I was so disappointed because I used a credit on this book for a long driving trip. The story wasn't strong enough to distract me as Grisham usually is. I slogged through it to see if it ever got any better. Sorry to say: it stayed mediocre and just not very interesting. I am tried of characters going after the elusive pot of gold.
The narrator was awful and annoying. Both his sappy high female voice and deep masculine voice brought the story down.
I usually enjoy Linda Howard's stories and hot love scenes, but this one seemed more creepy than erotic. I cringed every time the narrator used his high voice for the female character and his deep one for the hero policeman. I was disappointed in the writing and the narration. The story could have been good and maybe the second half got better, but I couldn't tolerate the love scenes. The story line seemed interesting enough, a psychic who senses what a serial killer is thinking as he murders women. There wasn't enough story between the cringe-inducing love scenes. The psychic had been raped before the story began and the homicide detective just wants to get into her pants from the time he meets her. UGH!
Days after finishing Skippy Dies, I'm still haunted by the tragedies and comedies of teenagers and their teachers at a private Catholic school in Dublin. The narrators were excellent. I especially liked the song toward the end.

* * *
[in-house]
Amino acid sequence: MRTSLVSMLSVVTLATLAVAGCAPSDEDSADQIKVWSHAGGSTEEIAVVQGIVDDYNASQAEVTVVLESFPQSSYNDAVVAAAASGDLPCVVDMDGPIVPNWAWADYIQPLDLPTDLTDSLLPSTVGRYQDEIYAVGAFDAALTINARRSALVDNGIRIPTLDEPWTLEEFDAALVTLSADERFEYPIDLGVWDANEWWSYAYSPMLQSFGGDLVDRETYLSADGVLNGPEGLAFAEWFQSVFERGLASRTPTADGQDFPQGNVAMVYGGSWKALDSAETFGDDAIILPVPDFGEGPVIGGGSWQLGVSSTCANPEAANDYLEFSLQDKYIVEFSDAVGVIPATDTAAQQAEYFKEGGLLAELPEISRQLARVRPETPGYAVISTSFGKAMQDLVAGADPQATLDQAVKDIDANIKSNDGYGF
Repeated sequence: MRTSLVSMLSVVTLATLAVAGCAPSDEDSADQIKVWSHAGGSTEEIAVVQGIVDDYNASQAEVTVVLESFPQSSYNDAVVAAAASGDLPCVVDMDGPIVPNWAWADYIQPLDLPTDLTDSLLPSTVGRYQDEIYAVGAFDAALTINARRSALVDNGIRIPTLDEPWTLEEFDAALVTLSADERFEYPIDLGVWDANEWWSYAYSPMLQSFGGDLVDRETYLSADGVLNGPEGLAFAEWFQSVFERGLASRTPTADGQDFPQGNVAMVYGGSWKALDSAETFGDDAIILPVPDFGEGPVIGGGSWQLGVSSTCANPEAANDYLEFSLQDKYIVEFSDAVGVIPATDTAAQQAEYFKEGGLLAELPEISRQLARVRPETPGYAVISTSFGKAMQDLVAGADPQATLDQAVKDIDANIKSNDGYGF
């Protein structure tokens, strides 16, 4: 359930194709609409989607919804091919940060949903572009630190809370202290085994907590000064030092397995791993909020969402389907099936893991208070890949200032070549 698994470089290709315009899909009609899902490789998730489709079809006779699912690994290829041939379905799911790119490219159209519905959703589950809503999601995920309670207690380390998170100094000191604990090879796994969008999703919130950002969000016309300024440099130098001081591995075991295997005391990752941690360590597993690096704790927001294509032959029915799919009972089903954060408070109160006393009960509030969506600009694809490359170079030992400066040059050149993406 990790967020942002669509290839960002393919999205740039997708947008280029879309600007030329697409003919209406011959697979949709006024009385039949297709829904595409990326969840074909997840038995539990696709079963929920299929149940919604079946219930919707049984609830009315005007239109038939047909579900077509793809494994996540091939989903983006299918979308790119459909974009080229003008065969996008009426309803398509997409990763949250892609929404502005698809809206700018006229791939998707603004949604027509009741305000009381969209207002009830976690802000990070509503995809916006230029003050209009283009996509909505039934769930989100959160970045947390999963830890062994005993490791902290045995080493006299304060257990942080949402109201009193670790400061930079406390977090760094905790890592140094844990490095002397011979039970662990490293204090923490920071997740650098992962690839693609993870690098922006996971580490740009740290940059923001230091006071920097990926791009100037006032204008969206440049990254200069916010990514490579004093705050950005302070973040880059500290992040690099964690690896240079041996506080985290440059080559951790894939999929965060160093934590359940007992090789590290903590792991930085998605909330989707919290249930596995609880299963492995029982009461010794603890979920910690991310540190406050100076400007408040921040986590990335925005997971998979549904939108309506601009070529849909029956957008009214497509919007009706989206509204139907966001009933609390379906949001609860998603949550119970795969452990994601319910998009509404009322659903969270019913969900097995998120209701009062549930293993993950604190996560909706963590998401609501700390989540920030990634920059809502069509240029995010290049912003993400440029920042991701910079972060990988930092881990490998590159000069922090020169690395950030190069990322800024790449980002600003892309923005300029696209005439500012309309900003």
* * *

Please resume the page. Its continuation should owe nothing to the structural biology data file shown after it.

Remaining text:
Murray writes this teenage story with candor and without sympathy or judgment. It all begins with Skippy's death, and then reverts back to what brought this senseless death on. We learn about Howard the Coward's affair, another teacher's sordid past, the boys and girls tortured by their inability to cope with life, sex, drugs and rock and roll. I laughed and I cried toward the end at the absurdities and realism depicted in this book. I highly recommend it for its quirkiness and its "take no prisoners attitude."
This book is broken into 3 parts. The first part follows a young orphan Susan Trendor raised in the manner of Oliver to be a thief by Mrs. Sucksby. Mrs. Sucksby treats Susan like a daughter and encourages her to go along with Gentleman's plot to defraud the rich young woman Maud Lilly by becoming Maud's maid in the great country estate where Maud is being raised by her uncle. Susan will be able to bring home 3000 pounds to her beloved Mrs. Sucksby if she helps Gentleman to woo and wed Maud. Gentleman's plan involves defrauding Maud of her fortune by having her placed in an insane asylum. The problem arises when Susan falls in love with Maud. Will she be able to carry out the plan?